Friday, 2 November 2012

An honest day's work . . .

Time for some manual labor. I spent the day ripping out an old kitchen at my brother in laws house so won't get a chance to ride today. A perfect spring day here so I'm catching up on some reading.

The Greece situation seems to matter less everyday as I believe the market is starting to ignore European contagion and instead take the glass half full view of the world and concentrate on improving US and Chinese numbers. Now I'm prepared to believe the US numbers and I'll predict that the Mega-storm effect will provide a positive surge in US GDP in the coming two quarters.  US weekly initial jobless claims fell more than forecast. Maybe more importantly the ADP said companies added 158,000 positions in the private sector during October. If you're US believer as I tend to be, then this is what you want to see. Of course if you're long US bonds it might not be such welcome news.

I don't believe in China even though the official manufacturing PMI came in at 50.2 in October (49.8 in September ). I believe that the 1.7% rally in Shanghai had more to do with Asia's favorite gambling game real estate. Reports are that more cities will relax real estate restrictions, thus once again sucking in cash to the developers and speculators. I am positive that the Chinese government will not want this unless they see construction jobs slipping too fast driving workers on to the street. Be very careful.

In some ways I thought it was very sad that Sharp admitted there is “material doubt” about its ability to stay in business as it warned of a second year of record losses. Many years ago I spent time at Sharps HQ looking at both their TV and solar panel business. The technology in both units was amazing for the time, but it was technology where the barriers to entry were not high enough to prevent the Koreans in TV's and the Chinese in solar panels from playing havoc with Sharp's plans. We also know that Sony is in a similar position as it's technology and business models have been surpassed or improved on leaving the once cutting edge innovator slashing margins to keep revenue stable. Unfortunately all this relies on a constantly renewable line of products that are desirable and scalable. On top of that given the ever rising JPY an a bad record of off-shoring production has left techno Japan without anywhere to go but down. Look at Panasonic, it was down nearly 20% yesterday and I don't know what they do? I mean you can't produce losses of near USD10bn after saying you were going to breakeven without questioning whether you have any chance of saving the business.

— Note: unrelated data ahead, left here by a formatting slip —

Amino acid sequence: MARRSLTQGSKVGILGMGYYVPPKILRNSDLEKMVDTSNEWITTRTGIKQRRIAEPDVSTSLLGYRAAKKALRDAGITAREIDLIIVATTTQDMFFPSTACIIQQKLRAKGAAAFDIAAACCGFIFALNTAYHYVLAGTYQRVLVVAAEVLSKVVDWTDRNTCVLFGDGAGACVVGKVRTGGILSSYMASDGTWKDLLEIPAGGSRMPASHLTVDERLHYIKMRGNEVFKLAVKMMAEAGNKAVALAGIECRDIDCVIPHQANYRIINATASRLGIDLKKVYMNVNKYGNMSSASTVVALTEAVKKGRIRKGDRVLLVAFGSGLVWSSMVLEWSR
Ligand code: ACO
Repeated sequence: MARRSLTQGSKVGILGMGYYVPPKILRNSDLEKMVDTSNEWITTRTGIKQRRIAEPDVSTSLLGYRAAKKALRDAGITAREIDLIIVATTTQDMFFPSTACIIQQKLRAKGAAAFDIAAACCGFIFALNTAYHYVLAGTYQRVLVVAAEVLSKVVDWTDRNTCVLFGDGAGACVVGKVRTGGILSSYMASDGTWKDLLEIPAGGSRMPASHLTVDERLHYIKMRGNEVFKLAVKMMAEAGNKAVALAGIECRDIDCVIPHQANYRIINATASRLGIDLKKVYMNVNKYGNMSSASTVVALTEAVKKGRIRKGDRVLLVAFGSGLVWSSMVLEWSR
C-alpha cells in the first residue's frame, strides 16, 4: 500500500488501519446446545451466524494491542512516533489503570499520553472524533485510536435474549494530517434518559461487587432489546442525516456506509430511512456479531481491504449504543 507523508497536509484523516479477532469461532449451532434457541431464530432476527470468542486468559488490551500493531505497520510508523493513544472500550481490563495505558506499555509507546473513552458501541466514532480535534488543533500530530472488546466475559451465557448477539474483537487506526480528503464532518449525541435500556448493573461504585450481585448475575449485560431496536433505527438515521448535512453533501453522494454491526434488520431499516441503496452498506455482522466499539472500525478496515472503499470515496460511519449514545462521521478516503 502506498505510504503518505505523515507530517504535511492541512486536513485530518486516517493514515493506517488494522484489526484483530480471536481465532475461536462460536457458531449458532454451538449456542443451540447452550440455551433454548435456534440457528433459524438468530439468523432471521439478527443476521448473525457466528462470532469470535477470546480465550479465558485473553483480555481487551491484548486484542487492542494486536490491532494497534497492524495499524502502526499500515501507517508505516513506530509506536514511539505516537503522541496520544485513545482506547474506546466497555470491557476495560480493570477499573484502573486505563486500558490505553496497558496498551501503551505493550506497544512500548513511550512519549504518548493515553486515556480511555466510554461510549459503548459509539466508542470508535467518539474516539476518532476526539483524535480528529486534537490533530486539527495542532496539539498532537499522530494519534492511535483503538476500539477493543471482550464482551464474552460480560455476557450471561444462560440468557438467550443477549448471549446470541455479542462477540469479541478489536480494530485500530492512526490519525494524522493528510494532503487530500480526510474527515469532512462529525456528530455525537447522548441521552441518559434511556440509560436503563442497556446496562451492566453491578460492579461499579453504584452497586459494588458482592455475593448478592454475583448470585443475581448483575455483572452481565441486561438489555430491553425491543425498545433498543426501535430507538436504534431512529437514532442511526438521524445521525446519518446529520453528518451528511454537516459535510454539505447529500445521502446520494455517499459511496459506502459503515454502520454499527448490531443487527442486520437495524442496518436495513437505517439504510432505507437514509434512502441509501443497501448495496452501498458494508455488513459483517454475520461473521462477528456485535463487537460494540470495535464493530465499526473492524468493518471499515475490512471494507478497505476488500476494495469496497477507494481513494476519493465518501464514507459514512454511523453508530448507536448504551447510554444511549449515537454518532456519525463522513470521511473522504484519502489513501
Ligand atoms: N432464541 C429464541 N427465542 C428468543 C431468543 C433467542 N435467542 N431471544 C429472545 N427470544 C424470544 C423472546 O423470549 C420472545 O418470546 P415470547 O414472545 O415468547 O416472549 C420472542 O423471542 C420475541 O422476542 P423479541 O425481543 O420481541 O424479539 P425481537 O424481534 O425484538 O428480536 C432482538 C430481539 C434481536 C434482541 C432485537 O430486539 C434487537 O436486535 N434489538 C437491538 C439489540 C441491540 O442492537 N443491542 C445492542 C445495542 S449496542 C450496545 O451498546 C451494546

I'm going to be riding on the north side of Sydney next week and I'm looking forward to  seeing the difference. It's taken me a while to get comfortable with eastern Sydney and I hope the traffic is a little less aggressive in the leafy north. Tuesday I think we'll get to the northern beaches, while Thursday I'll be hill climbing in the lower north shore around the harbor.

I saw this video on and thought readers of my blog might be interested:

Long time readers of this blog know that I've mentioned how much I liked the aggressive look of the German made bikes out of Canyon. The technology they've employed in the video is a typical approach to the German school of quality assurance. I'd like to have a test ride on one . . . especially this special edition version see under the Giro leader this year:


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